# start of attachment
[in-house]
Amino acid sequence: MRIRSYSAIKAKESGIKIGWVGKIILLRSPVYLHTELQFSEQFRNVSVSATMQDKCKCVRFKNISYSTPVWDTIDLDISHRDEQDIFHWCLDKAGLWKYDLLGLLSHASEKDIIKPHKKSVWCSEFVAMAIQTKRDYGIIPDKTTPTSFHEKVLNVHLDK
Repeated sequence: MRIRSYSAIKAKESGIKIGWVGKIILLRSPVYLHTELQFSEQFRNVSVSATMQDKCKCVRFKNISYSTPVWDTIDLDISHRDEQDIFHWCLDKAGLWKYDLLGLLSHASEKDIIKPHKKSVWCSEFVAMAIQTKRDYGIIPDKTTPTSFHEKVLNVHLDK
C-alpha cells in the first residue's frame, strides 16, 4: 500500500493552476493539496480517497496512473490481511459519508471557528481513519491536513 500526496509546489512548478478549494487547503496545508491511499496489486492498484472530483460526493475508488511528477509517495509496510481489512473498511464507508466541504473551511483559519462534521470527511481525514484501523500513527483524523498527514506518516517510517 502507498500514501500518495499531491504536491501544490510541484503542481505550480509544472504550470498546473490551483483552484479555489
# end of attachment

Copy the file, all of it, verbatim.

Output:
[in-house]
Amino acid sequence: MRIRSYSAIKAKESGIKIGWVGKIILLRSPVYLHTELQFSEQFRNVSVSATMQDKCKCVRFKNISYSTPVWDTIDLDISHRDEQDIFHWCLDKAGLWKYDLLGLLSHASEKDIIKPHKKSVWCSEFVAMAIQTKRDYGIIPDKTTPTSFHEKVLNVHLDK
Repeated sequence: MRIRSYSAIKAKESGIKIGWVGKIILLRSPVYLHTELQFSEQFRNVSVSATMQDKCKCVRFKNISYSTPVWDTIDLDISHRDEQDIFHWCLDKAGLWKYDLLGLLSHASEKDIIKPHKKSVWCSEFVAMAIQTKRDYGIIPDKTTPTSFHEKVLNVHLDK
C-alpha cells in the first residue's frame, strides 16, 4: 500500500493552476493539496480517497496512473490481511459519508471557528481513519491536513 500526496509546489512548478478549494487547503496545508491511499496489486492498484472530483460526493475508488511528477509517495509496510481489512473498511464507508466541504473551511483559519462534521470527511481525514484501523500513527483524523498527514506518516517510517 502507498500514501500518495499531491504536491501544490510541484503542481505550480509544472504550470498546473490551483483552484479555489